After US Tariff Increase, Hong Kong, and Taiwanese Firms Plan to Move Production From China

By Frank Fang

Hong Kong and Taiwan businesses are planning to pull some of their production from China after the U.S. administration announced that roughly $200 billion worth of Chinese-manufactured goods would receive a tariff increase to 25 percent from 10 percent.

The new tariff rates went into effect May 10, after President Donald Trump announced the unexpected move five days earlier on Twitter. In subsequent remarks, U.S. officials said that China had reneged on commitments made during previous rounds of negotiations.

Meanwhile, two days of trade talks in Washington ended May 10 with no agreement.

After the meetings concluded, Trump said on Twitter that tariffs “may or may not be removed depending on what happens with respect to future negotiations.”

Thousands of Chinese products will be taxed at 25 percent, including furniture, telecom equipment, plastics, seafood, and auto parts.

Many of these products are made by Hong Kong and Taiwanese companies that for a long time have had manufacturing facilities in China, because of its cheap labor. Now, these companies are relocating some production to avoid the added costs related to U.S. tariffs.

Hong Kong

Lau Tat-pong, one of the honorary chairmen of the Hong Kong Small and Medium Enterprise Association, has operated factories in Dongguan since 1989, an industrial city in southern China. He is in the business of paint and aluminum products.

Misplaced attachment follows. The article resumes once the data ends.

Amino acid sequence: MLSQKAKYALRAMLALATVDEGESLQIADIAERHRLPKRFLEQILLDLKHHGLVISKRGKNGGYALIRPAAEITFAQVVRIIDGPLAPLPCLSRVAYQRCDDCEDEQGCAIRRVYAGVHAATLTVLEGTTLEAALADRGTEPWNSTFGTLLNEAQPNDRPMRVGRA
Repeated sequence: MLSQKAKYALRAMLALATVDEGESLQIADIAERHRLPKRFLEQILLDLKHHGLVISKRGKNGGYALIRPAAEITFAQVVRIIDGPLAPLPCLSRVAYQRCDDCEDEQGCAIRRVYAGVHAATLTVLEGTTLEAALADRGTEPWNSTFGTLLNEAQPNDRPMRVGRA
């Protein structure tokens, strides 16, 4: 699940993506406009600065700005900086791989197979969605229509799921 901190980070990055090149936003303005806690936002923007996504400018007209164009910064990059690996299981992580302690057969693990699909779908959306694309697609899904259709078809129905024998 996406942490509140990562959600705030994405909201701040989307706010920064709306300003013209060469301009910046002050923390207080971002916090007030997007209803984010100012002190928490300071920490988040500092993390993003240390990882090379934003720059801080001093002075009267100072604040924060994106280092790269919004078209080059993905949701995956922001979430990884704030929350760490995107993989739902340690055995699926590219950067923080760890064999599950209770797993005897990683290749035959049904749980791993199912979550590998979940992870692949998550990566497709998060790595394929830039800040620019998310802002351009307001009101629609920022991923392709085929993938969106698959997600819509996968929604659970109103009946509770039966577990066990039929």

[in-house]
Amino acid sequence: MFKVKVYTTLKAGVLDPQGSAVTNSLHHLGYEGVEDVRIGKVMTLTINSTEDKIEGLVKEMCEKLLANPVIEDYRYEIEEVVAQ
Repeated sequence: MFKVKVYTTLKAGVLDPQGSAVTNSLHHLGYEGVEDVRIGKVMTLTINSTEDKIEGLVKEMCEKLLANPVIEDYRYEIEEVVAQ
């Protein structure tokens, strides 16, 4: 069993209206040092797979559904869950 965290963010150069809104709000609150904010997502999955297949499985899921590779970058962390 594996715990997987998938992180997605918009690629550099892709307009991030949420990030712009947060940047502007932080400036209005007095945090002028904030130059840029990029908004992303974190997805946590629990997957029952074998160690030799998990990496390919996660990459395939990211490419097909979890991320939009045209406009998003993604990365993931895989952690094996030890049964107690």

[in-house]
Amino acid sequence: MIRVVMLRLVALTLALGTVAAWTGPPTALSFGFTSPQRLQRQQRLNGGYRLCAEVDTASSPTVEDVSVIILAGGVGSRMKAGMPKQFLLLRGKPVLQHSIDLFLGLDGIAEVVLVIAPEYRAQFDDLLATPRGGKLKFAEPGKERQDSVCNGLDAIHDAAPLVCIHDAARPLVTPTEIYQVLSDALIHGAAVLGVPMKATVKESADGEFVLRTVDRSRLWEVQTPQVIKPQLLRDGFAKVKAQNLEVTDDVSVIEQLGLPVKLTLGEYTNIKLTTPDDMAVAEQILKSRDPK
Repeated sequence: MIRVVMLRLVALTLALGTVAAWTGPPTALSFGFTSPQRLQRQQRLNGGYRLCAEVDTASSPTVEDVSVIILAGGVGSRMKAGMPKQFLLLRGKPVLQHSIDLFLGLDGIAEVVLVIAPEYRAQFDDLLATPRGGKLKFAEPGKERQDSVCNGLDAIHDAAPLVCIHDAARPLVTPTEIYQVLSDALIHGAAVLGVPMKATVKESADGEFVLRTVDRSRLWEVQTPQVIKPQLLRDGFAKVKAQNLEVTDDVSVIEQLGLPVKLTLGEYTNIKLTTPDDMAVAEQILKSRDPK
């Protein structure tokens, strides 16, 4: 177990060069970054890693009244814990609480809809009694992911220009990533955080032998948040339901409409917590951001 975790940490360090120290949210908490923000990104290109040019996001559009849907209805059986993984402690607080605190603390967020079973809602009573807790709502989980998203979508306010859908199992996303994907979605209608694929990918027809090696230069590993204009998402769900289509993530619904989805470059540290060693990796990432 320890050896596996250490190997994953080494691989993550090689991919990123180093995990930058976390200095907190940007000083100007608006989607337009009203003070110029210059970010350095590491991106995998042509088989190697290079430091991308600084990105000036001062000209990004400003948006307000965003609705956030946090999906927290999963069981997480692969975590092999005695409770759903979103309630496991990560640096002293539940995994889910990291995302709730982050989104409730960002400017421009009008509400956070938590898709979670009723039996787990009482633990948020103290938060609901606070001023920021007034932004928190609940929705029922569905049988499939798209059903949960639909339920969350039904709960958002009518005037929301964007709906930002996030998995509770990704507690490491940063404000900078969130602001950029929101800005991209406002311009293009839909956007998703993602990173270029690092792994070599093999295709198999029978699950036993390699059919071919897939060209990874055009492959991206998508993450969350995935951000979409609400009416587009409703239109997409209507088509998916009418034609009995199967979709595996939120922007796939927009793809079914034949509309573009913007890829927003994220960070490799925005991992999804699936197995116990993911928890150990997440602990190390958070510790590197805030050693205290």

In a recent phone interview with the Hong Kong-branch of the Chinese-language Epoch Times, Lau explained that he had been thinking about moving some production to countries in Southeast Asia since the start of the Sino–U.S. trade war. However, Lau said he hadn’t made any moves, instead hoping that a trade deal would soon be reached.

“Now, I must move,” Lau said after the increase went in effect May 10. “A week ago, I was still hoping that the 10 percent tariff would be removed,” he said.

Lau said his U.S. customers so far have been footing the bill for the 10 percent tariffs, but he speculated that his customers might not be willing to pay, with the increase to 25 percent.

He added that the manufacturing sector in China could take a serious hit, because countries in Southeast Asia will become more cost-competitive, while supply chains in those countries will become more mature, as more companies pull their production out of China.

Many tech manufacturers, such as suppliers to U.S. tech giant Apple, have already made plans to move production to Vietnam, Malaysia, the Philippines, and elsewhere, from China, after U.S. tariffs were first announced in March 2018.

Meanwhile, Kit Sze, who is in the watches and packaging business, has found thriving business because he moved his factories to Cambodia years ago from Dongguan.

Speaking to the Hong Kong bureau of the Chinese-language Epoch Times on the phone on May 9, Kit said he has received more calls recently from U.S. clients and expects to take more orders from American companies in the future.

Taiwan

Taiwanese President Tsai Ing-wen held a press conference on May 10 following a high-level national security meeting to address Taiwan’s strategies in the face of the latest increase in U.S. tariffs.